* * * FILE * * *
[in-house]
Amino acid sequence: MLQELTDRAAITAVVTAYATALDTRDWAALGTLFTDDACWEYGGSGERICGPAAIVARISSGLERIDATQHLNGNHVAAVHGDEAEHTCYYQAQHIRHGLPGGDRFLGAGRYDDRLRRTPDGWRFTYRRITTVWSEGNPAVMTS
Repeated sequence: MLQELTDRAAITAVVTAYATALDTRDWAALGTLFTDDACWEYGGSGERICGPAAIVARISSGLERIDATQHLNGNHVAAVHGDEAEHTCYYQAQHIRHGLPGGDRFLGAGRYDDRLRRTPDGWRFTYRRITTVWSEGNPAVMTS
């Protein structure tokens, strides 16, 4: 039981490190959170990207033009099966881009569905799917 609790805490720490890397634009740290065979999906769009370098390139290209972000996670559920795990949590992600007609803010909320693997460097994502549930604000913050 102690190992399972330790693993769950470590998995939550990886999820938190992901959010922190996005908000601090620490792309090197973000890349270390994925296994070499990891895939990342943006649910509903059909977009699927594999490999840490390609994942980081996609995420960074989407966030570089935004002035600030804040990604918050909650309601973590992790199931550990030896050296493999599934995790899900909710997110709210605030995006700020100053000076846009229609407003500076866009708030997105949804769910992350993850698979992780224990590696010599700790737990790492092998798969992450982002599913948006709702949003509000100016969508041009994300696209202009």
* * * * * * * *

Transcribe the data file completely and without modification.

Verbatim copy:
[in-house]
Amino acid sequence: MLQELTDRAAITAVVTAYATALDTRDWAALGTLFTDDACWEYGGSGERICGPAAIVARISSGLERIDATQHLNGNHVAAVHGDEAEHTCYYQAQHIRHGLPGGDRFLGAGRYDDRLRRTPDGWRFTYRRITTVWSEGNPAVMTS
Repeated sequence: MLQELTDRAAITAVVTAYATALDTRDWAALGTLFTDDACWEYGGSGERICGPAAIVARISSGLERIDATQHLNGNHVAAVHGDEAEHTCYYQAQHIRHGLPGGDRFLGAGRYDDRLRRTPDGWRFTYRRITTVWSEGNPAVMTS
């Protein structure tokens, strides 16, 4: 039981490190959170990207033009099966881009569905799917 609790805490720490890397634009740290065979999906769009370098390139290209972000996670559920795990949590992600007609803010909320693997460097994502549930604000913050 102690190992399972330790693993769950470590998995939550990886999820938190992901959010922190996005908000601090620490792309090197973000890349270390994925296994070499990891895939990342943006649910509903059909977009699927594999490999840490390609994942980081996609995420960074989407966030570089935004002035600030804040990604918050909650309601973590992790199931550990030896050296493999599934995790899900909710997110709210605030995006700020100053000076846009229609407003500076866009708030997105949804769910992350993850698979992780224990590696010599700790737990790492092998798969992450982002599913948006709702949003509000100016969508041009994300696209202009």